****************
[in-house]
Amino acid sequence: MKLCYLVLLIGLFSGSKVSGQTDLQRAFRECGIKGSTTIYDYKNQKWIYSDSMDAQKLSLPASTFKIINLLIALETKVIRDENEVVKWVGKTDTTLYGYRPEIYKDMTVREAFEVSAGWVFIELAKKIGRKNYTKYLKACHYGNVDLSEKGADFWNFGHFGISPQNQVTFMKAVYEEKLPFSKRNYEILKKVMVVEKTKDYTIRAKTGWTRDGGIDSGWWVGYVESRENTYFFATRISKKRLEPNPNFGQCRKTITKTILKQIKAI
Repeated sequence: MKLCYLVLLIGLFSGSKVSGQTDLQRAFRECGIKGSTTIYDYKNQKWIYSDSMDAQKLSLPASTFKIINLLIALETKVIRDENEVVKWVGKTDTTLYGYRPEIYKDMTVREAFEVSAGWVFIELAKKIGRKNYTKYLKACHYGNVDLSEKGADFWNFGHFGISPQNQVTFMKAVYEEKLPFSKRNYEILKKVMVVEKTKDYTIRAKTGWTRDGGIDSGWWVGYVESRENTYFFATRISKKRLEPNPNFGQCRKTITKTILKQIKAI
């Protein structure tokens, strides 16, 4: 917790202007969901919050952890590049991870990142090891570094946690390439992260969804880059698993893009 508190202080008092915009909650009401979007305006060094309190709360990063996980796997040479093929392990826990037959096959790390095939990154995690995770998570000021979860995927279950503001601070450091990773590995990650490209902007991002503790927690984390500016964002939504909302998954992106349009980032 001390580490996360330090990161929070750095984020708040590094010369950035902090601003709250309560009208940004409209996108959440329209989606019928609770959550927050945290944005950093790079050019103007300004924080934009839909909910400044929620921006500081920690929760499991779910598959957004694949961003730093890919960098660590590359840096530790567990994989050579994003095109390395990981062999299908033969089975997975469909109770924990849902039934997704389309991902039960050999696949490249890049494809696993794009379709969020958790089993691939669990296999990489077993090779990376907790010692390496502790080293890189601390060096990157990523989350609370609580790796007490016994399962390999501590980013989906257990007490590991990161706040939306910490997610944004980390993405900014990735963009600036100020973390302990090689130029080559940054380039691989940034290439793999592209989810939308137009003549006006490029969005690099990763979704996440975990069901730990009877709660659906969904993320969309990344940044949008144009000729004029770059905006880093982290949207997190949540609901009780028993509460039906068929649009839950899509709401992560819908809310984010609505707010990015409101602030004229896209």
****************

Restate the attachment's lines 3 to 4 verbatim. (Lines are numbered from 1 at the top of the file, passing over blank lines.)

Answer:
Repeated sequence: MKLCYLVLLIGLFSGSKVSGQTDLQRAFRECGIKGSTTIYDYKNQKWIYSDSMDAQKLSLPASTFKIINLLIALETKVIRDENEVVKWVGKTDTTLYGYRPEIYKDMTVREAFEVSAGWVFIELAKKIGRKNYTKYLKACHYGNVDLSEKGADFWNFGHFGISPQNQVTFMKAVYEEKLPFSKRNYEILKKVMVVEKTKDYTIRAKTGWTRDGGIDSGWWVGYVESRENTYFFATRISKKRLEPNPNFGQCRKTITKTILKQIKAI
């Protein structure tokens, strides 16, 4: 917790202007969901919050952890590049991870990142090891570094946690390439992260969804880059698993893009 508190202080008092915009909650009401979007305006060094309190709360990063996980796997040479093929392990826990037959096959790390095939990154995690995770998570000021979860995927279950503001601070450091990773590995990650490209902007991002503790927690984390500016964002939504909302998954992106349009980032 001390580490996360330090990161929070750095984020708040590094010369950035902090601003709250309560009208940004409209996108959440329209989606019928609770959550927050945290944005950093790079050019103007300004924080934009839909909910400044929620921006500081920690929760499991779910598959957004694949961003730093890919960098660590590359840096530790567990994989050579994003095109390395990981062999299908033969089975997975469909109770924990849902039934997704389309991902039960050999696949490249890049494809696993794009379709969020958790089993691939669990296999990489077993090779990376907790010692390496502790080293890189601390060096990157990523989350609370609580790796007490016994399962390999501590980013989906257990007490590991990161706040939306910490997610944004980390993405900014990735963009600036100020973390302990090689130029080559940054380039691989940034290439793999592209989810939308137009003549006006490029969005690099990763979704996440975990069901730990009877709660659906969904993320969309990344940044949008144009000729004029770059905006880093982290949207997190949540609901009780028993509460039906068929649009839950899509709401992560819908809310984010609505707010990015409101602030004229896209």